The Curious Case of Covert Recordings
3rd July 2014
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With the steady rise of smartphone ownership it's easy to create covert recordings in the workplace, but can they be used as evidence in the eyes of the law? 

On the one hand, covert recordings can seem like an effective piece of evidence for use in legal cases. However, recent cases have questioned  the admissibility of using such recordings as evidence. TWM Solicitors, Wimbledon, use the case, Punjab National Bank and Others v. Ms S Gosain to highlight the potential problems of using such evidence.

The case concerned an employee, Ms Gosain who was employed by Punjab National Bank. During a disciplinary and grievance meeting, Ms Gosain made covert recordings before bringing claims against the bank for sexual harassment and constructive unfair dismissal. These recordings were both “public” and “private” – the “private” sections being conversations that were secretly recorded during breaks in proceedings.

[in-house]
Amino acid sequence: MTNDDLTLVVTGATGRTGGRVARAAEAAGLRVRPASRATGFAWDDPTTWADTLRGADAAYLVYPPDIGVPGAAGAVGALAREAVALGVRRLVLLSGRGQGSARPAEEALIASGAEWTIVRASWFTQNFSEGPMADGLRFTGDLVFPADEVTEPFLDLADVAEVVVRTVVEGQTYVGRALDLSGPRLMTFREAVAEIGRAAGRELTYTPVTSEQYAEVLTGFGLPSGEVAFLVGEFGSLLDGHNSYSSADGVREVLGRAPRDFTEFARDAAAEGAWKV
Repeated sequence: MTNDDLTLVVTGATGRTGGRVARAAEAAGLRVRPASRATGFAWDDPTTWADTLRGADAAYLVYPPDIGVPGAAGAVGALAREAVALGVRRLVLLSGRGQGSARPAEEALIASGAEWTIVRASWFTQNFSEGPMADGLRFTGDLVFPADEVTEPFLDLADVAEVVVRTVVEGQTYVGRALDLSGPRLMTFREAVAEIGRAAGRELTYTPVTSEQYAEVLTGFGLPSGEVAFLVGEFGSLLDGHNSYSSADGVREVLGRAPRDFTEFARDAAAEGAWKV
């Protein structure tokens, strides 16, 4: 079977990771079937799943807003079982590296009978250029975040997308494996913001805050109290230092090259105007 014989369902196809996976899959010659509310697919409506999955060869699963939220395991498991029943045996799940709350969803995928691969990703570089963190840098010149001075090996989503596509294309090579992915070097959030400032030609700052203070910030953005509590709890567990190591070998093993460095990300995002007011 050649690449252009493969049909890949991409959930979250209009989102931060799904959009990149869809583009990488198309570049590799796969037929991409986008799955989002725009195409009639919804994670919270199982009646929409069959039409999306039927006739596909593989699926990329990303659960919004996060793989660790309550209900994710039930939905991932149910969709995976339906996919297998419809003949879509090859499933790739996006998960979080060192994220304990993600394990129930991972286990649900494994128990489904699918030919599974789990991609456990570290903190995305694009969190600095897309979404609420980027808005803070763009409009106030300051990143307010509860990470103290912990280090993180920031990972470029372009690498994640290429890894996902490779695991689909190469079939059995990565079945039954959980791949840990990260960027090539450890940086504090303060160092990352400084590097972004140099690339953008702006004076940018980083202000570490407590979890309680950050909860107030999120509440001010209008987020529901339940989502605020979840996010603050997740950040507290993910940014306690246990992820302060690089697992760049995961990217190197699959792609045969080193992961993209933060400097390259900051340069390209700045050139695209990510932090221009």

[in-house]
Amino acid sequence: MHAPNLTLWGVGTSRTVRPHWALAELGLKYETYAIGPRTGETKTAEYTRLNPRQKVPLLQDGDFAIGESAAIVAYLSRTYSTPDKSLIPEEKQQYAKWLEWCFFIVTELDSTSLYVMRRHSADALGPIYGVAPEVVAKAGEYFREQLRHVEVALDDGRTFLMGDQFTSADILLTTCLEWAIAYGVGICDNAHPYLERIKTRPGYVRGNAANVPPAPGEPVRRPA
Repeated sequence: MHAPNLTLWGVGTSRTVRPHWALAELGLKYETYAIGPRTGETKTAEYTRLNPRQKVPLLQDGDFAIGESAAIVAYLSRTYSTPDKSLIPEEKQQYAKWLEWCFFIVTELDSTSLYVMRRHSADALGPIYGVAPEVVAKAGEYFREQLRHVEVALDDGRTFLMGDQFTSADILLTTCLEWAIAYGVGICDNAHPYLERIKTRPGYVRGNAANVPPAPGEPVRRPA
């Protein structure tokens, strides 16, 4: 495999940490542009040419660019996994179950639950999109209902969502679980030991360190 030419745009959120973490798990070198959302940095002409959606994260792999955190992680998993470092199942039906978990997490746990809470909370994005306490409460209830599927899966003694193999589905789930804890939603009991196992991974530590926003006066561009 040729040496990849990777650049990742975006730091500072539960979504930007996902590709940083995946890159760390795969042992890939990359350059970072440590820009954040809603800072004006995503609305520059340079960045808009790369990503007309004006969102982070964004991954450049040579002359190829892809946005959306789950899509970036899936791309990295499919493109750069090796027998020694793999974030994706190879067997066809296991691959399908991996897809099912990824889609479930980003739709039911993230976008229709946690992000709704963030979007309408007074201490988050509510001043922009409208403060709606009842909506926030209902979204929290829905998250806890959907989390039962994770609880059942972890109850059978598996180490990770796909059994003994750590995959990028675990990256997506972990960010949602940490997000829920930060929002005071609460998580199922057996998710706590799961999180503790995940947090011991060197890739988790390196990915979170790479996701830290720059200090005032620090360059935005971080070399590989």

The Employment Tribunal defended their decision to permit the recordings as evidence because, “they were not part of the deliberations in relation to the matters under consideration”. In general an Employment Tribunal will decide that evidence is admissible if it is relevant to an issue between the parties.

But where does this leave employers? Could we see a rise in the use of mobile devices to record “private” conversations?

TWM Solicitors offers some practical tips to employers who are concerned about the use of covert recordings:

1. Employers can prevent covert recordings being made in disciplinary and grievance procedures by requiring that all phones be switched off and electronic equipment left outside during proceedings.

2. Any discussions between managers during a break in proceedings should take place in a separate room and be relevant and appropriate.

3. Keep notes as backup evidence for the reasoning behind decisions.

4. Managers carrying out meetings should be trained in the best way to conduct them. This should ensure that managers present themselves in the best possible way.

For more information on this matter, whether you’re an employer or employee, contact TWM Solicitors in Wimbledon.

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Andrew M

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